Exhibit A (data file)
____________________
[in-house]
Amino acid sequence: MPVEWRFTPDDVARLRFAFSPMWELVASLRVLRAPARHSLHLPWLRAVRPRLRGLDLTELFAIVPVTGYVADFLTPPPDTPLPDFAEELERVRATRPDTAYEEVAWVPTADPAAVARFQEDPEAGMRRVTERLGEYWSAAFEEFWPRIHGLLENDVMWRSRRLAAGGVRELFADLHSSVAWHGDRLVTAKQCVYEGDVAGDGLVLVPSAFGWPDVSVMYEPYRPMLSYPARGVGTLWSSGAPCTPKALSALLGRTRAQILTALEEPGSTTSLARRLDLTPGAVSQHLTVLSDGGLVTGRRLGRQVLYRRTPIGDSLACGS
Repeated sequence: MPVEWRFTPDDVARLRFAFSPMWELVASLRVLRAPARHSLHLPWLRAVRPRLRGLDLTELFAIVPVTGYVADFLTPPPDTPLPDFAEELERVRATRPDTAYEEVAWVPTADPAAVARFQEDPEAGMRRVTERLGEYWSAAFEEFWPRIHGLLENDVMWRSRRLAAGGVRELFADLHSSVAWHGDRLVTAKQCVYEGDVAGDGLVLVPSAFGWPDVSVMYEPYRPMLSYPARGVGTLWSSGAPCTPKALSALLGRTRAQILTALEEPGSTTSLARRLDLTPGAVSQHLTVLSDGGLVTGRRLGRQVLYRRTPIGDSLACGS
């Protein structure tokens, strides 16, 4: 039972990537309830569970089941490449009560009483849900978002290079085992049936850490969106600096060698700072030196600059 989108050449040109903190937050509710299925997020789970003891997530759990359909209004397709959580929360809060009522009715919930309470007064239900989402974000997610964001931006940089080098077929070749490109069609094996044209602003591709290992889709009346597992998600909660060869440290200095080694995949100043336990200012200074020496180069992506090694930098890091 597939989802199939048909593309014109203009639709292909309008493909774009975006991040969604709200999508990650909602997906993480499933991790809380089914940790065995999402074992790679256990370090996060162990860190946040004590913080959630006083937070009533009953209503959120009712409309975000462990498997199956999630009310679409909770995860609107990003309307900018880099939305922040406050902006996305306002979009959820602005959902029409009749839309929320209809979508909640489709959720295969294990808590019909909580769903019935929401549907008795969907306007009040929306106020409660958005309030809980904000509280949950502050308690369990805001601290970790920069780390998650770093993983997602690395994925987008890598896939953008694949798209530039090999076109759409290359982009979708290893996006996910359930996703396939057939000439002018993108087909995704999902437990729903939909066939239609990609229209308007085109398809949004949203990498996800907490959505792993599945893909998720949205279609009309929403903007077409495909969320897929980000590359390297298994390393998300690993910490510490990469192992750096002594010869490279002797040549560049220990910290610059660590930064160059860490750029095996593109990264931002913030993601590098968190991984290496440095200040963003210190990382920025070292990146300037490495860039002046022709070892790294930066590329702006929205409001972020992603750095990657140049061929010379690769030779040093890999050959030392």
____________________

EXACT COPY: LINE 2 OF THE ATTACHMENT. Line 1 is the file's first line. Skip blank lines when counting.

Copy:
Amino acid sequence: MPVEWRFTPDDVARLRFAFSPMWELVASLRVLRAPARHSLHLPWLRAVRPRLRGLDLTELFAIVPVTGYVADFLTPPPDTPLPDFAEELERVRATRPDTAYEEVAWVPTADPAAVARFQEDPEAGMRRVTERLGEYWSAAFEEFWPRIHGLLENDVMWRSRRLAAGGVRELFADLHSSVAWHGDRLVTAKQCVYEGDVAGDGLVLVPSAFGWPDVSVMYEPYRPMLSYPARGVGTLWSSGAPCTPKALSALLGRTRAQILTALEEPGSTTSLARRLDLTPGAVSQHLTVLSDGGLVTGRRLGRQVLYRRTPIGDSLACGS